As a systems analyst, I've developed a way to both do and teach QuickBooks Desktop bank feeds that utilize all the best practices, so that you'll have the best experience possible.
First download the bank feed file to the hard disk before importing it into the QB file.
Second, always run a backup before you import.
It may take a bit longer, but very little time if you do it automatically, and the disasters prevented more than make up for any time savings. It's when you least expect it that things go wrong.
Last week I did a bank feed for a client with a bank account at Washington Federal. I ran a QuickBooks backup, download the .qbo file to the hard disk, and then imported it. There was no vendor information and no memo field. How useless could that be? I went back to download it again and the bank website knew I had downloaded that date range and would not allow it again. So I ended up having to type in all the expense transactions to do the reconcile. The next day, the client called and asked me, "Did you run a backup before you imported the bank feed?"
He was stunned when I said, "Yes".
He was stunned because almost no one follows a systems approach to accounting. I've never had a single problem with a bank feed before, so why bother to run a backup every single time? I've seen a couple of problems from bank feeds because people call me when it goes wrong for them but I've never had one myself. After I explained to them that it's best procedures to download the file to the hard disk first, and did it that way, their bank feed was fine too. I never imagined that today's bank feed would be a disaster but it was. The bank feed hosed his customer list. Absolutely trashed it. I didn't even imagine that could happen as the bank feed is technically not inside of QuickBooks data file yet, and I had not imported a single transaction. But looking at QB data file before and after backup, that is exactly what happened. I only had a backup because I automatically make a backup before every bank feed. Every single time. Follow a systems approach to accounting and you'll have a much better experience in life.
All these definitions are thanks to Wikipedia. A Cryptocurrency (Crypto-currency) is a digital asset designed to work as a medium of exchange, that uses strong cryptography to secure financial transactions, control the creation of additional units, and very the transfer of assets.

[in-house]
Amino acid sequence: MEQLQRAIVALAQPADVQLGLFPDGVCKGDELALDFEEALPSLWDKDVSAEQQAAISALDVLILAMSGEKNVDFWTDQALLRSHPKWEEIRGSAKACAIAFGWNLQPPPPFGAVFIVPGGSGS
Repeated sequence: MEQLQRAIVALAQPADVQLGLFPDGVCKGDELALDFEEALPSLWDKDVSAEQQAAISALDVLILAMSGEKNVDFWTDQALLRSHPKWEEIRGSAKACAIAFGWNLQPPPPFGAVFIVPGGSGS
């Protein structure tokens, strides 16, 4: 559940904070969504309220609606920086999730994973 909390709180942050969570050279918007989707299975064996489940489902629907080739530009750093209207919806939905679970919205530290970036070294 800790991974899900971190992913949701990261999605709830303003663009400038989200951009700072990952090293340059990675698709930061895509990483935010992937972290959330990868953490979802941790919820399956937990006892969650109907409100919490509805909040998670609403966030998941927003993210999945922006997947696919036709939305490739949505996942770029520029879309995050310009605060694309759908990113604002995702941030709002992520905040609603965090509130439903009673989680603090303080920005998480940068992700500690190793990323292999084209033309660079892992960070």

Bitcoin, Litecoin -- these are types of crypto-currencies.
Bitcoin is a decentralized digital currency without a central bank or single administrator that can be sent from user-to-user on the peer-to-peer bitcoin network without the need for intermediaries.
Litecoin was an early bitcoin spinoff or altcoin. Litecoin is a peer-to-peer crypto currency and open-source software project released under the MIT/X11 license. Creation and transfer of coins is based on an open source cryptographic protocol and is not managed by any central authority.
It's all techie and complicated. Youtube videos by Andreas M. Antonopoulos are a good place to start. I tried to read his first book but it was too technical to be helpful.
There is a tax expert who specializes in Crypto currency tax preparation. Laura Walter calls herself the "Crypto Tax Girl". Her website is Crypto Tax Girl Website.
I'm at the point where I know the following:
- How crypto currency is taxed in the USA.
- How to do the accounting for buying and selling
- A crypto tax preparer I can refer you to
- How to setup your business to accept crypto currency
This is 100% more than I knew a month ago about this subject. Do you conduct business internationally? Is it time for your business to accept crypto currency? I could help you with that business feature. Just like I help clients find the best deal on a merchant account that links up with QuickBooks. And I am learning more every day!